• One of the biggest misconceptions about the homeless is the assumption that "they are a different breed of human or they just need to get a job". (Getty Images)
When times are tough all around, should we still make an effort to support people living in poverty?
Jennifer Morton

20 Nov 2017 - 4:09 PM  UPDATED 8 Dec 2017 - 4:33 PM

What emotions arise when a homeless person asks you for money on the street? Do you mindlessly drop a few coins in a cup or completely ignore them? What about the fundraiser who stops you on your way to the supermarket? Do you listen while they plea their cause? Do you sign up for monthly contributions?

Parting with your hard-earned income can be difficult, especially if you're also struggling to pay bills and put food on the table. And not only that, there are so many people asking for donations, it's difficult to know which ones are most worthy and where your money will go.  

“My suggestion would be not to worry if you give a few coins away but try to avoid giving large amounts like $10 or $20."

The Australian Charities and Not-for-profit Commission (ACNC) records that it receives 60-70 public enquiries expressing concern about charities every month. Around a third of these concerns are about where donated monies are spent and challenge how much of what the public donates goes to administration costs – not people in need.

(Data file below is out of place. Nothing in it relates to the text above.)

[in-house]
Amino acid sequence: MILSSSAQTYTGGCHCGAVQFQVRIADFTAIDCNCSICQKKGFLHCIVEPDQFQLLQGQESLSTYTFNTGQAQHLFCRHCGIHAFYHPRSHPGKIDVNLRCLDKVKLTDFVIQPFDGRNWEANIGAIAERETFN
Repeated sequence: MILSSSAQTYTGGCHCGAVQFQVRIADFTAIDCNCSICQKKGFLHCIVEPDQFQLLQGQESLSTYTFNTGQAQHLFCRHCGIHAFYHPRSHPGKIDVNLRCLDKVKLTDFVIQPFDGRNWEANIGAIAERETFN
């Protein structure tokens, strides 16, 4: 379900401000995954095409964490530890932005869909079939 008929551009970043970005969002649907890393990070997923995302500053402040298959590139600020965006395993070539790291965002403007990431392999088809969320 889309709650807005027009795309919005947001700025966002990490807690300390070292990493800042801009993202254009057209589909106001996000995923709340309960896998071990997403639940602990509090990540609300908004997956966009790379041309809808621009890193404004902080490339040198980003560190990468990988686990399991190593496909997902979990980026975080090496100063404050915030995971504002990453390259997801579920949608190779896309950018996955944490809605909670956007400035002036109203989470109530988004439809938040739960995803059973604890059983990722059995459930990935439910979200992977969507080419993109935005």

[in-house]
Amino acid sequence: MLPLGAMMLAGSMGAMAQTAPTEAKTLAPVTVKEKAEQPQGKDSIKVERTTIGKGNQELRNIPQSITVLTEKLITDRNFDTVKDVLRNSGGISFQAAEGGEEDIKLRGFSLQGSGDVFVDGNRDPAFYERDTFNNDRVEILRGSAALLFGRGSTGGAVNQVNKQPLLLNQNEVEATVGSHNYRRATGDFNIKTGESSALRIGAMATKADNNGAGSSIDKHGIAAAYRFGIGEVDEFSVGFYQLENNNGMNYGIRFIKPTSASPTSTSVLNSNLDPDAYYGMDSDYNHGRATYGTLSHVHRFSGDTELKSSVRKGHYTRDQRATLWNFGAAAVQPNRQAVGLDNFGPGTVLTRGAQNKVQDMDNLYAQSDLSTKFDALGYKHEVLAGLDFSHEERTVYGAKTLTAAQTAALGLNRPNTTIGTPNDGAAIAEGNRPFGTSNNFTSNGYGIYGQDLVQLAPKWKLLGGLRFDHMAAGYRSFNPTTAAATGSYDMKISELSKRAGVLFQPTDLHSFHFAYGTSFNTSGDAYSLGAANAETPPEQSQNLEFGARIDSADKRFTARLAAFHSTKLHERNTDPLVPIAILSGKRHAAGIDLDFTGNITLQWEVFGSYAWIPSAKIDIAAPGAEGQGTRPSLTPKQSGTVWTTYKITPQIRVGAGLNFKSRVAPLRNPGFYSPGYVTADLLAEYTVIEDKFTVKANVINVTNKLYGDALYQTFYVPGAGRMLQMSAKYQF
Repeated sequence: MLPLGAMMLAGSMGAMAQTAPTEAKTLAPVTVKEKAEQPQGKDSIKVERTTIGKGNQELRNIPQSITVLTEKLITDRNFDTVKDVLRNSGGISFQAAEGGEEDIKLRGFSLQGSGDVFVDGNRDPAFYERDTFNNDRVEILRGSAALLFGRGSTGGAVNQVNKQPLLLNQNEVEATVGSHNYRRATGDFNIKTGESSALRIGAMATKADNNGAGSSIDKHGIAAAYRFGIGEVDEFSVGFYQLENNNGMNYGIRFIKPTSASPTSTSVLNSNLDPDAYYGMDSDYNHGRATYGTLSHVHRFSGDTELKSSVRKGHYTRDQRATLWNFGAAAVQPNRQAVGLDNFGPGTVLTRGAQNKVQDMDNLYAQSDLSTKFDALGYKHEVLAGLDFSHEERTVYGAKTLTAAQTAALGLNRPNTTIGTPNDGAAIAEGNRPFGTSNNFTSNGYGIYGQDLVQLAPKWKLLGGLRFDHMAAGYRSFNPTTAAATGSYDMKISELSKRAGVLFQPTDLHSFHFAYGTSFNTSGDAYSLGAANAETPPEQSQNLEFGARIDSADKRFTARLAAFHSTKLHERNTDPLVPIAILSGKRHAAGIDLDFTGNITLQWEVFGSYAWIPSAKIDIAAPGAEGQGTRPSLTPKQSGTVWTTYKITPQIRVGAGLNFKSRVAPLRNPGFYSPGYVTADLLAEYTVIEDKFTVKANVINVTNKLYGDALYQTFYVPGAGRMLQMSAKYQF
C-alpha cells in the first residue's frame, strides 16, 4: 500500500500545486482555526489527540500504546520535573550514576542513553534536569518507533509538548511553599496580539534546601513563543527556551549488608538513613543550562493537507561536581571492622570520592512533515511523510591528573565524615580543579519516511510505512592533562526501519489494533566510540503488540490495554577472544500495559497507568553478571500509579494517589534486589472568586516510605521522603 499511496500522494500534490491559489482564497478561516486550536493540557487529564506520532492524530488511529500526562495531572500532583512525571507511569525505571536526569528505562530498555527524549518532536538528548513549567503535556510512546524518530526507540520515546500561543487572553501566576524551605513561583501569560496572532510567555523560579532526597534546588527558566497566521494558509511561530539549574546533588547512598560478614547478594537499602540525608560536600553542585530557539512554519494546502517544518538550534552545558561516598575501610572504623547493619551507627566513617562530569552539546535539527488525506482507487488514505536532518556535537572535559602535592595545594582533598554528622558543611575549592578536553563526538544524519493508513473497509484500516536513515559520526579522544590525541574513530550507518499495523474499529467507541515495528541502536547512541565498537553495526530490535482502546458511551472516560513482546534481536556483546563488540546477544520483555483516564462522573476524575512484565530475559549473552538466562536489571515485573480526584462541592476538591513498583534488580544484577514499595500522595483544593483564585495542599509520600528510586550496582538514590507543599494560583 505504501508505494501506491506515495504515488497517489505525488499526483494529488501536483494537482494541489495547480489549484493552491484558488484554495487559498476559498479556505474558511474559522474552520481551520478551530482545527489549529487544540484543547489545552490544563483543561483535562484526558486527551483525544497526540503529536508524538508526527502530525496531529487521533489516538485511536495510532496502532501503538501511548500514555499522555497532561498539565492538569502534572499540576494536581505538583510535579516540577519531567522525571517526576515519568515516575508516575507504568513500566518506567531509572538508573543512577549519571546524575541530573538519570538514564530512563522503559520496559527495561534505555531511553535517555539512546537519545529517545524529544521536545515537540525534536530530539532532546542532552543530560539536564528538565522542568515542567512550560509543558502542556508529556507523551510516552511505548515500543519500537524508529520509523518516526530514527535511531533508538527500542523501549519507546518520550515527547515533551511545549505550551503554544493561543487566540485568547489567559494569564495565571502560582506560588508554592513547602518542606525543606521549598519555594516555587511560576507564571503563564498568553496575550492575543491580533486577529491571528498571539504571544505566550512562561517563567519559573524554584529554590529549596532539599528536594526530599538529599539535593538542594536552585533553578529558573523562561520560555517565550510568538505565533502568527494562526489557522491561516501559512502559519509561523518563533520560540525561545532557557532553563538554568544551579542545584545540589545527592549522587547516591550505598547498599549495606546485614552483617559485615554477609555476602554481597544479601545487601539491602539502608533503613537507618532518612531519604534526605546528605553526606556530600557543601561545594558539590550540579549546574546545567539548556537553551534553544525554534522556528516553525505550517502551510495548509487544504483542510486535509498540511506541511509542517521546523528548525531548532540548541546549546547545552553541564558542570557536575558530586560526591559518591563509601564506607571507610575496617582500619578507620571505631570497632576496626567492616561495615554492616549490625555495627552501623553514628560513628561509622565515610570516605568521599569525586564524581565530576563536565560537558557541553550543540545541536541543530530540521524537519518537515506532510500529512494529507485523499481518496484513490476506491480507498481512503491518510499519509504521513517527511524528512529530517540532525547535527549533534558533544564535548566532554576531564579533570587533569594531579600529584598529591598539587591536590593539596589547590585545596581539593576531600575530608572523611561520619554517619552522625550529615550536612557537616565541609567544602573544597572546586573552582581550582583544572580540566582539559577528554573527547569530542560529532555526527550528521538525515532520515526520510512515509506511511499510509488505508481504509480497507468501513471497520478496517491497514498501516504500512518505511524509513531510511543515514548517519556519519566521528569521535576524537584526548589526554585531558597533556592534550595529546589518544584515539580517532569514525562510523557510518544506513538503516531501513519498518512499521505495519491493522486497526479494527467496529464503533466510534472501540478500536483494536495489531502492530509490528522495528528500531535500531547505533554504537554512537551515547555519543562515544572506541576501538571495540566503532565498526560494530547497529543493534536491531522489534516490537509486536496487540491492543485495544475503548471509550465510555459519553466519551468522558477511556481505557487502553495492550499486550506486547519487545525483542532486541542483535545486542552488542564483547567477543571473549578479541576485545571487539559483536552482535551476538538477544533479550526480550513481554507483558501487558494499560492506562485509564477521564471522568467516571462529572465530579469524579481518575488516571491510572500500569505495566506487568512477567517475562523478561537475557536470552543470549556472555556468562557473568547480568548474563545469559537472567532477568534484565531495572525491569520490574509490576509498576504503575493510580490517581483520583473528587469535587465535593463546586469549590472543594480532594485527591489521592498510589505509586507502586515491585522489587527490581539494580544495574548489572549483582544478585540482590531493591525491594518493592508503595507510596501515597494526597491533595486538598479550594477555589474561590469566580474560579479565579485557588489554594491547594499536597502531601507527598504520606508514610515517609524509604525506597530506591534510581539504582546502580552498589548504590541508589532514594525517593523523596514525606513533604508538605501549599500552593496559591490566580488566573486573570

Australians give $7 billion to charities each year so these concerns seem warranted. Registered charities and not-for-profits will produce annual reports to show where the money is spent and these can be sourced online.

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But when you give directly to a disadvantaged person, face-to-face, there’s no official record stating how our cash is spent. Reverend Graham Long AM, CEO and Pastor at Wayside Chapel says although this is true, we shouldn’t be deterred from giving.

“My suggestion would be not to worry if you give a few coins away but try to avoid giving large amounts like $10 or $20. There are enough free food vans in Sydney to be certain that no one will ever starve,” says Long.

“Poor people are not problems to be solved but people to be met."

Wayside Chapel has two community centres: Kings Cross and Bondi. They offer a variety of services for the homeless and less fortunate but it's not about giving a hand-out. It's about connecting and treating people with respect and understanding.

“Poor people are not problems to be solved but people to be met,” Long tells SBS. “The attitude that presupposes that the poor should be “fixed” is itself something that creates a divide and entrenches attitudes of us and them.”

Another organisation that focuses on creating human connections rather than giving hand-outs is Orange Sky Australia. The nationwide laundry service offer clothes washing for anyone “doing it tough” and who wishes to use it. They encourage their users to stay and have a chat. Those chats happen on their trademark-coloured chairs during the washing process.